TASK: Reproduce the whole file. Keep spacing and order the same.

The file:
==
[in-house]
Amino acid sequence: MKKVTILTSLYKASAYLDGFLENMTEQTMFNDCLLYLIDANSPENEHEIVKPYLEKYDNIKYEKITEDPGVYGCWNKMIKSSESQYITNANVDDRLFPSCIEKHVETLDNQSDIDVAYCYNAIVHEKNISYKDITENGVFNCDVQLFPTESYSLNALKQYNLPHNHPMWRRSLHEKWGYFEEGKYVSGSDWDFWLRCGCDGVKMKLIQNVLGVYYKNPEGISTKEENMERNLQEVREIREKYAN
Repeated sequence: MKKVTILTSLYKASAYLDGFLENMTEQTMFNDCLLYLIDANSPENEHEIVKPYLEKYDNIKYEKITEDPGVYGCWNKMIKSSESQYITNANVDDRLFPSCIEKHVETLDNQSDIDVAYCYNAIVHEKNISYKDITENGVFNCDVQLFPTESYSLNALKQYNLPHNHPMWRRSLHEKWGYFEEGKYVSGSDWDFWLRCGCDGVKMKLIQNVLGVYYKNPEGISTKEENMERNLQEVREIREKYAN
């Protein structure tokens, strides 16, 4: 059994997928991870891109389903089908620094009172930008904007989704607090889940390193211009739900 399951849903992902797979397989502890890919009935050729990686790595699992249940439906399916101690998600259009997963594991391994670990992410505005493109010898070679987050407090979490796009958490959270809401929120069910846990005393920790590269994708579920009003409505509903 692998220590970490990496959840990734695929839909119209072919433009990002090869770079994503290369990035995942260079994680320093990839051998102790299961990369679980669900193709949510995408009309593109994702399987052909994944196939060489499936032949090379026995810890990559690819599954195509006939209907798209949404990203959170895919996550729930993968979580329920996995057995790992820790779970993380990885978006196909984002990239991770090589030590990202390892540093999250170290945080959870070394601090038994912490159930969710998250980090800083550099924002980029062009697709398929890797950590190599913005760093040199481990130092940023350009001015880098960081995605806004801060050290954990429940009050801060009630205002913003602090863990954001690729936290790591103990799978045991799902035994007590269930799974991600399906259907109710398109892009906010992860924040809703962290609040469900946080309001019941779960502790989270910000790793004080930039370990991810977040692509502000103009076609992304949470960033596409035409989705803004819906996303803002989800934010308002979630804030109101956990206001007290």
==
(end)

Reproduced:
[in-house]
Amino acid sequence: MKKVTILTSLYKASAYLDGFLENMTEQTMFNDCLLYLIDANSPENEHEIVKPYLEKYDNIKYEKITEDPGVYGCWNKMIKSSESQYITNANVDDRLFPSCIEKHVETLDNQSDIDVAYCYNAIVHEKNISYKDITENGVFNCDVQLFPTESYSLNALKQYNLPHNHPMWRRSLHEKWGYFEEGKYVSGSDWDFWLRCGCDGVKMKLIQNVLGVYYKNPEGISTKEENMERNLQEVREIREKYAN
Repeated sequence: MKKVTILTSLYKASAYLDGFLENMTEQTMFNDCLLYLIDANSPENEHEIVKPYLEKYDNIKYEKITEDPGVYGCWNKMIKSSESQYITNANVDDRLFPSCIEKHVETLDNQSDIDVAYCYNAIVHEKNISYKDITENGVFNCDVQLFPTESYSLNALKQYNLPHNHPMWRRSLHEKWGYFEEGKYVSGSDWDFWLRCGCDGVKMKLIQNVLGVYYKNPEGISTKEENMERNLQEVREIREKYAN
């Protein structure tokens, strides 16, 4: 059994997928991870891109389903089908620094009172930008904007989704607090889940390193211009739900 399951849903992902797979397989502890890919009935050729990686790595699992249940439906399916101690998600259009997963594991391994670990992410505005493109010898070679987050407090979490796009958490959270809401929120069910846990005393920790590269994708579920009003409505509903 692998220590970490990496959840990734695929839909119209072919433009990002090869770079994503290369990035995942260079994680320093990839051998102790299961990369679980669900193709949510995408009309593109994702399987052909994944196939060489499936032949090379026995810890990559690819599954195509006939209907798209949404990203959170895919996550729930993968979580329920996995057995790992820790779970993380990885978006196909984002990239991770090589030590990202390892540093999250170290945080959870070394601090038994912490159930969710998250980090800083550099924002980029062009697709398929890797950590190599913005760093040199481990130092940023350009001015880098960081995605806004801060050290954990429940009050801060009630205002913003602090863990954001690729936290790591103990799978045991799902035994007590269930799974991600399906259907109710398109892009906010992860924040809703962290609040469900946080309001019941779960502790989270910000790793004080930039370990991810977040692509502000103009076609992304949470960033596409035409989705803004819906996303803002989800934010308002979630804030109101956990206001007290």